3. A filter of claim 2 wherein said material in said upstream layer is selected from the groupconsisting of activated charcoal, silica gel, alumina and molecular sieves, and said material in said downstream layer is selected from the remainder of said group, and the oxidizing agent is selected from the group consisting of iodine (I p0- tassium permanganate (KMnO potassium dichromate (K CR O potassium bromate (KBrO potassium io date (K sodium permanganate (NaMnO sodium dichromate (Na Cr O sodium bromate (NaBrO and sodium iodate (NaIO 4. A filter of claim 1 wherein said sorbent bed consists of two distinctly different porous granular materials in mixed relationship with each other, only oneof said porous granular materials being impregnated with a strong oxidizing agent.
5. A filter of claim 4 wherein one porous granular material is selected from the group consisting of activated charcoal, silica gel, alumina and molecular sieves and the other of said materials is selected from the remainder of the group, and the oxidizing agent is'selected from the group consisting of iodine (I potassium permanganate (KMnO potassium dichromate (K Cr O potassium bromate (KBrO potassium iodate (KIO sodium permanganate (NaMnO Sodium dichromate (Na Cr- O sodium bromate (NaBrO and sodium iodate (NaIO 6. A filter for removing hydrazine and organic derivatives of hydrazine from air or other fluids comprising a cartridge having upstream and downstream ducts and Within said cartridge a sorbent bed consisting of two layers of a porous granular material, an upstream layer and a downstream layer wherein said porous material in the upstream layer is selected from the group consisting of ac tivated charcoal, silica gel, alumina and molecular sieves and the downstream layer selected from any remaining material of said group not used in the upstream layer, the upstream layer being impregnated with an oxidizing agent selected from the group consisting of iodine (I potassium permanganate (KMn-O potassium dichromate (K Cr O' potassium bromate (KBrO potassium iodate (KIO sodium permanganate (NaMn0 sodium dichromate (Na Cr O sodium bromate (NaBrO and.
sodium iodate( NaIO 7. A filter for removing hydrazine and organic derivatives of hydrazine from air or other fluids comprising a cartridge having upstream and downstream ducts and within said cartridge a sorbent bed consisting of two different porous granular materials in admixed relation, wherein one of said materials is selected from the group consisting of activated charcoal, silica gel, and alumina molecular sieves, and the other selected from the remainder of this group, in which only one of the selected materials is impregnated with an oxidizing agent selected from the group consisting of iodine (I potassium permanganate (KMnO potassium dichromate (K Cr O potassium bromate -(KBrO potassium iodate (KIO sodium permanganate (NaMnO sodium dichromate (Na Cr O sodiumbromate (NaBrO and sodium iodate (NaIO 8. A method of removing hydrazine and organic derivatives of hydrazine from air or other fluids comprising the steps of:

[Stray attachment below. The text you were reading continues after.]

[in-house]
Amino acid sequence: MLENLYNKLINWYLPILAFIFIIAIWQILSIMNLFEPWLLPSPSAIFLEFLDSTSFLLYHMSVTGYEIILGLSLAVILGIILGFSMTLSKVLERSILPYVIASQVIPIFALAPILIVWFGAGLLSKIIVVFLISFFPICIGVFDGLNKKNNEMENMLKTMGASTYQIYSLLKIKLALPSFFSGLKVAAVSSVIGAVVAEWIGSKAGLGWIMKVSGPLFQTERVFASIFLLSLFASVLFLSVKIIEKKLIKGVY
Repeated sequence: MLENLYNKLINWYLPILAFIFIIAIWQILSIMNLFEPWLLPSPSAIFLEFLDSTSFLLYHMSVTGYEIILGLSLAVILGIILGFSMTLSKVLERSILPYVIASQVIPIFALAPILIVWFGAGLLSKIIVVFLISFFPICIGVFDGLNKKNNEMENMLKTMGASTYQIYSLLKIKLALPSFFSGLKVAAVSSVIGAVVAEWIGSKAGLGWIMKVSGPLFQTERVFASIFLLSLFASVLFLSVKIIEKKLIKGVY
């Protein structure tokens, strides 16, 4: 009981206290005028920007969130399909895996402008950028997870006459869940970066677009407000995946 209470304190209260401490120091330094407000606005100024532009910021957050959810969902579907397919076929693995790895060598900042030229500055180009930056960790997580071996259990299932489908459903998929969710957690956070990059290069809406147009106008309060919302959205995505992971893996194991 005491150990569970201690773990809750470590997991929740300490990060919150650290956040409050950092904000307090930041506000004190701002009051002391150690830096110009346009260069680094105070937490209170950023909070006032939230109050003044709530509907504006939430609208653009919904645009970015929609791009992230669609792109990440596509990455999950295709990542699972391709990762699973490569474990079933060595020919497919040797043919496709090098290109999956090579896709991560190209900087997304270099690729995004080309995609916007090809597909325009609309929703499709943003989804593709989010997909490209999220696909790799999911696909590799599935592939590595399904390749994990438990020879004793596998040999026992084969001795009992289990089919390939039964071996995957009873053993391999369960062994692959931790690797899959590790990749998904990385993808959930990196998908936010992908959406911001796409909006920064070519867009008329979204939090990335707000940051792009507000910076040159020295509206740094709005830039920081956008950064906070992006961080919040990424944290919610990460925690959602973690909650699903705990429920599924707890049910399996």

(a) providing a number of distinctly different porous granular materials,
(b) impregnating at least one less than the total number of said porous materials with a strong oxidizing agent which oxidizing agent is reactive with hydrazine and its derivates, thereby providing at least one impregnated material and at least one unimpregnated material,
(c) orienting said porous materials within the body of a filter so that fluids from which hydrazine and organic derivatives of hydrazine are to be removed contact said impregnated material and vapors passing through said impregnated material thereafter contact said unimpregnated material.
9. A method as set forth in claim 8 wherein said different porous granular materials are arranged in layers, an upstream layer and a downstream layer, wherein an upsteam layer is impregnated and a downstream layer is unimpregnated.
10. The method as set forth in claim 8, wherein said difierent porous granular materials are arranged in mixed relationship with each other and wherein one of said porous granular materials is unimpregnated.
References Cited UNITED STATES PATENTS 2,930,184 3/1960 Plescia et al. 23-190 X 2,992,703 7/1961 Vasan et al. 55-62 3,165,382 1/1965 Forte 23190 3,318,662 5/1967 Pauling 23-168 3,345,125 10/1967 Kruel et al. 23-178 FOREIGN PATENTS 825,462 12/1959 Great Britain.
REUBEN FRIEDMAN, Primary Examiner C. N. HART, Assistant Examiner US. Cl. X.R.